One the one hand, I am shocked by the attack on the staff at Charlie Hebdo in Paris, and my heart goes out to those who have been directly affected by it. At the same time I do find myself questioning the ‘Forgiveness’ which those who remain now claim to be offering. I don’t deny the bravery of the Charlie Hebdo team, I find myself uneasy.
While I don’t agree with the idea, aired in the I newspaper today, that true forgiveness is something only God can give, there is something about the spirit in which forgiveness is given that makes all the difference.
The Charlie Hebdo team know that cartooning the prophet Mohammed offends Islamic sensibilities – and I’m am not talking here about extremists, but about ordinary Muslims who are repelled by the actions of the extremists. They know it causes offence, but that is their USP – satirising anything and everything. So their offer of forgiveness seems to be to be a bit one-handed: the people who committed this appalling act are forgiven, but we’re still going to twist the tail of the wider Muslim community, just to prove we can, because that’s what we do. It’s business as usual.
And yes, Mohammed might well have wept, but it’s not something you depict unless you are actively trying to offend the innocent as well as the guilty. It isn’t Islam that is responsible for killing these people, it’s people who have chosen to interpret Islam in a particular way.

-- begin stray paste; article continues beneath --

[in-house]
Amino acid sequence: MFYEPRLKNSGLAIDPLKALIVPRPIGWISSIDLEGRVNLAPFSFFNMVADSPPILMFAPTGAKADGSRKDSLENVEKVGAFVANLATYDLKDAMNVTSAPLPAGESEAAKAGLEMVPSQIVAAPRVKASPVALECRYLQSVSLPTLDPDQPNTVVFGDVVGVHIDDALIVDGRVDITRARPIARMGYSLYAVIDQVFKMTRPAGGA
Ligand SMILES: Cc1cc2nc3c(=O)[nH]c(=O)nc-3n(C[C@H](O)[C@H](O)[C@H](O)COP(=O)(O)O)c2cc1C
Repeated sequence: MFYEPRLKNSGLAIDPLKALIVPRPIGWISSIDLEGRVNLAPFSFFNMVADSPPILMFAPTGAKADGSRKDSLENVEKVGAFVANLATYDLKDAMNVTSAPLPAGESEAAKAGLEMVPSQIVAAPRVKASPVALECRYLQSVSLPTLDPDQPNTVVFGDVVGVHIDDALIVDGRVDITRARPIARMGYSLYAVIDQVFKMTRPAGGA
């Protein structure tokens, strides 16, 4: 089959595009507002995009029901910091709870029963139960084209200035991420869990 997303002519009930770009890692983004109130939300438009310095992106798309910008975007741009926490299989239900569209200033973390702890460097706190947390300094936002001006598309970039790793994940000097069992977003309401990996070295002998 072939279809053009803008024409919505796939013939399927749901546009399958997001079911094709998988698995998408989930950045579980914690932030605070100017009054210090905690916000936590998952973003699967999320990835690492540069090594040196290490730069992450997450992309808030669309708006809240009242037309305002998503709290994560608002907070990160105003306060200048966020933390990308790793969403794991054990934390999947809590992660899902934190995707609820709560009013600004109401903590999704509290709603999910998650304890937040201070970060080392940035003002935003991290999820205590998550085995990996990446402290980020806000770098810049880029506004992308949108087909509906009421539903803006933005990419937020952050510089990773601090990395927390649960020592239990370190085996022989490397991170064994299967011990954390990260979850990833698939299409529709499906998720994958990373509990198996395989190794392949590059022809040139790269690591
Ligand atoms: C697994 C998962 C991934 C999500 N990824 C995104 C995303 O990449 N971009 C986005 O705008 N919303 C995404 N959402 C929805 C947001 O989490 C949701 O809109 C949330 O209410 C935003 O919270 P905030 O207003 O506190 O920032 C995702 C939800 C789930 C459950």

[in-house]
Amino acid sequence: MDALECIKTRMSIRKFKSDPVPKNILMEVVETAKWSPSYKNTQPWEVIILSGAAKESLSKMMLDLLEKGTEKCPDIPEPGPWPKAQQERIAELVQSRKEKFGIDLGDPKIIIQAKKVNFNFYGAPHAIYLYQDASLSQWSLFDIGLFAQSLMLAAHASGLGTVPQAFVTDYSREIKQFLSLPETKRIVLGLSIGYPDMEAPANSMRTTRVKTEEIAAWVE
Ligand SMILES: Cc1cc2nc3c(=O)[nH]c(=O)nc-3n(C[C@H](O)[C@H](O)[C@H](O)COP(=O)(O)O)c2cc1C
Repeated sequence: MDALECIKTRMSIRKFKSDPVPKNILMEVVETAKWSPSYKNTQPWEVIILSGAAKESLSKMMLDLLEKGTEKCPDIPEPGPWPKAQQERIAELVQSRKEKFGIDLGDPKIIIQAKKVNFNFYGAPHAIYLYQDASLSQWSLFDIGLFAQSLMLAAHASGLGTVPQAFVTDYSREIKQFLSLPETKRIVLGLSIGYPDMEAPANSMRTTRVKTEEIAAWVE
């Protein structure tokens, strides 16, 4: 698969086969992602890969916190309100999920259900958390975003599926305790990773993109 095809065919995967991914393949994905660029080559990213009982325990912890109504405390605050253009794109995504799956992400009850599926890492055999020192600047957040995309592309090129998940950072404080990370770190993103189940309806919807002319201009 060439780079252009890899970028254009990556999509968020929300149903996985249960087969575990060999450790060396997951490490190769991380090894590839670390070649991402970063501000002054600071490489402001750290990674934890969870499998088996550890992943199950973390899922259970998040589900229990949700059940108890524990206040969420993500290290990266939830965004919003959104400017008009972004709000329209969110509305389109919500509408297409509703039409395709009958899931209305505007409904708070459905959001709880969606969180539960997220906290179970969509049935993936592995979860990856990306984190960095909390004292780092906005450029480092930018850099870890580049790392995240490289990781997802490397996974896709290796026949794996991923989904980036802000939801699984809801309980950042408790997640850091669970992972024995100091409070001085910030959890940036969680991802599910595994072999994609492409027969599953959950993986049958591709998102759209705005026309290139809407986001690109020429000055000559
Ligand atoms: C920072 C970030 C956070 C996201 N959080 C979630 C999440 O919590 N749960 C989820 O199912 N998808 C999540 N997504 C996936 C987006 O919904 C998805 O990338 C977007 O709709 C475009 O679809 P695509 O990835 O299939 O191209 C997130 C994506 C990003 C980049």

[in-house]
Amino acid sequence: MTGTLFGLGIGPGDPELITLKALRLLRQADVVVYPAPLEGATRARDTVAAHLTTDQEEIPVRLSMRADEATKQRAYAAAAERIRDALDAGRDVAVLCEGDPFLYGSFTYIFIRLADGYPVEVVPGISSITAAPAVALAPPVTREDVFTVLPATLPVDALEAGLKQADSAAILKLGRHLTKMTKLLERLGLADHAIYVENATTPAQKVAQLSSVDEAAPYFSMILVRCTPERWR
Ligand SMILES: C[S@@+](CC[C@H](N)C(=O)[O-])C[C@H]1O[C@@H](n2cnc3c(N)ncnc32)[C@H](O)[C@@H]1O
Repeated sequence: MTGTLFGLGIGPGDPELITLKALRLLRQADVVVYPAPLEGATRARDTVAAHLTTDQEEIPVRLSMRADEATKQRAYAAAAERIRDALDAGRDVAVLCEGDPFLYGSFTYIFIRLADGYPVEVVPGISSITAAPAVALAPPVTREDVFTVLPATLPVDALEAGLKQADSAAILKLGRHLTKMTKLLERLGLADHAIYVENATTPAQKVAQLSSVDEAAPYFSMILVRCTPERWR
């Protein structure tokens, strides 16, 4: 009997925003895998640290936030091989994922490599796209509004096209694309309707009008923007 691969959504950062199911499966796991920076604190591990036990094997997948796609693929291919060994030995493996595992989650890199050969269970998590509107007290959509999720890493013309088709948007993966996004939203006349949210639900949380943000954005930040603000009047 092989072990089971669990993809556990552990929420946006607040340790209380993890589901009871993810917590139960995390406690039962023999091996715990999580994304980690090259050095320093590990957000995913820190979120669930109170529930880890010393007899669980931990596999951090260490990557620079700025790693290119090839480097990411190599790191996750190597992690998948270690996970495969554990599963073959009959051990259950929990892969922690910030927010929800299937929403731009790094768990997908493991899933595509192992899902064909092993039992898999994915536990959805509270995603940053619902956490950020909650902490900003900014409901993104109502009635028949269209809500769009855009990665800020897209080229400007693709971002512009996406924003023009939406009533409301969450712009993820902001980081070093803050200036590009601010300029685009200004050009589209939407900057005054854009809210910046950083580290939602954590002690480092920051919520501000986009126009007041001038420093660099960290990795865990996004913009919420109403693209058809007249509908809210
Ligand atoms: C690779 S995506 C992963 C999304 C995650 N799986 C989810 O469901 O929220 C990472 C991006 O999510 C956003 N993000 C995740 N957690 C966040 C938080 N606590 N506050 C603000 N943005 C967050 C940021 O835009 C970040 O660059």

Real forgiveness doesn’t twist any one’s tail. It’s unconditional. It doesn’t mean ‘I condone what you do’ or ‘what you did is OK’; it means I have let go of any feelings of bitterness, revenge or conditions in respect of what you have done. This is genuinely difficult to do for most of us. Real, deep forgiveness is two-way. I forgive you for what you have done, and I acknowledge (and ask forgiveness for) any part I played in what happened.
It’s that second part – the ‘I acknowledge my part in what happened’ – that seems to be missing from the Charlie Hebdo version of forgiveness.
This one will run and run, because it’s a complex topic, involving issues of free speech, the right to deliberately offend others, equality and diversity, tolerance of the beliefs of others, and much more. However, I would have been much more inclined to believe in the forgiveness of the Charlie Hebdo team if they had acknowledged that their actions had consequences, unacceptable though those consequences were. If they had chosen another motif for expressing their forgiveness. If they had acknowledged that today is not business as usual.